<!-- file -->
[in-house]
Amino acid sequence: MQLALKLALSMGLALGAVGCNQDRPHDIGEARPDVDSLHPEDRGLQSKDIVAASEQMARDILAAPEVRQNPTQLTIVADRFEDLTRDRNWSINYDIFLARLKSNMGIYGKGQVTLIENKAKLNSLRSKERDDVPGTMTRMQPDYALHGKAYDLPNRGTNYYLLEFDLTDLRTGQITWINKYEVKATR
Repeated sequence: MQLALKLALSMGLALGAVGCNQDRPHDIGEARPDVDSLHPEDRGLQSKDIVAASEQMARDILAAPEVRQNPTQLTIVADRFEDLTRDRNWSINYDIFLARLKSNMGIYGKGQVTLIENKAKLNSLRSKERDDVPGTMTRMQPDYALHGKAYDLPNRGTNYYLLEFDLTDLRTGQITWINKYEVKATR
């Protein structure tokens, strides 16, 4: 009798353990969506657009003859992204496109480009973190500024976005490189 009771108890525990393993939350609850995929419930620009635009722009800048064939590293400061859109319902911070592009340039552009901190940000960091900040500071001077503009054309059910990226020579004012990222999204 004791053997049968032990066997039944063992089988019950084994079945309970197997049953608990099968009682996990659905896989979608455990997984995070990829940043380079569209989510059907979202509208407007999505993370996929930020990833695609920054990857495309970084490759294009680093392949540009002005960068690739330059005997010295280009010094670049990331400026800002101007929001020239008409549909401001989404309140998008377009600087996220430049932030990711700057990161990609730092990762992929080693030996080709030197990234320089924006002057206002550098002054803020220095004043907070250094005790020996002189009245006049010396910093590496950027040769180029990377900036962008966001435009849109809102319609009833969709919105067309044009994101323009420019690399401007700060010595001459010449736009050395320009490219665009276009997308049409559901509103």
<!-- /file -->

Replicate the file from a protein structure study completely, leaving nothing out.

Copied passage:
[in-house]
Amino acid sequence: MQLALKLALSMGLALGAVGCNQDRPHDIGEARPDVDSLHPEDRGLQSKDIVAASEQMARDILAAPEVRQNPTQLTIVADRFEDLTRDRNWSINYDIFLARLKSNMGIYGKGQVTLIENKAKLNSLRSKERDDVPGTMTRMQPDYALHGKAYDLPNRGTNYYLLEFDLTDLRTGQITWINKYEVKATR
Repeated sequence: MQLALKLALSMGLALGAVGCNQDRPHDIGEARPDVDSLHPEDRGLQSKDIVAASEQMARDILAAPEVRQNPTQLTIVADRFEDLTRDRNWSINYDIFLARLKSNMGIYGKGQVTLIENKAKLNSLRSKERDDVPGTMTRMQPDYALHGKAYDLPNRGTNYYLLEFDLTDLRTGQITWINKYEVKATR
């Protein structure tokens, strides 16, 4: 009798353990969506657009003859992204496109480009973190500024976005490189 009771108890525990393993939350609850995929419930620009635009722009800048064939590293400061859109319902911070592009340039552009901190940000960091900040500071001077503009054309059910990226020579004012990222999204 004791053997049968032990066997039944063992089988019950084994079945309970197997049953608990099968009682996990659905896989979608455990997984995070990829940043380079569209989510059907979202509208407007999505993370996929930020990833695609920054990857495309970084490759294009680093392949540009002005960068690739330059005997010295280009010094670049990331400026800002101007929001020239008409549909401001989404309140998008377009600087996220430049932030990711700057990161990609730092990762992929080693030996080709030197990234320089924006002057206002550098002054803020220095004043907070250094005790020996002189009245006049010396910093590496950027040769180029990377900036962008966001435009849109809102319609009833969709919105067309044009994101323009420019690399401007700060010595001459010449736009050395320009490219665009276009997308049409559901509103």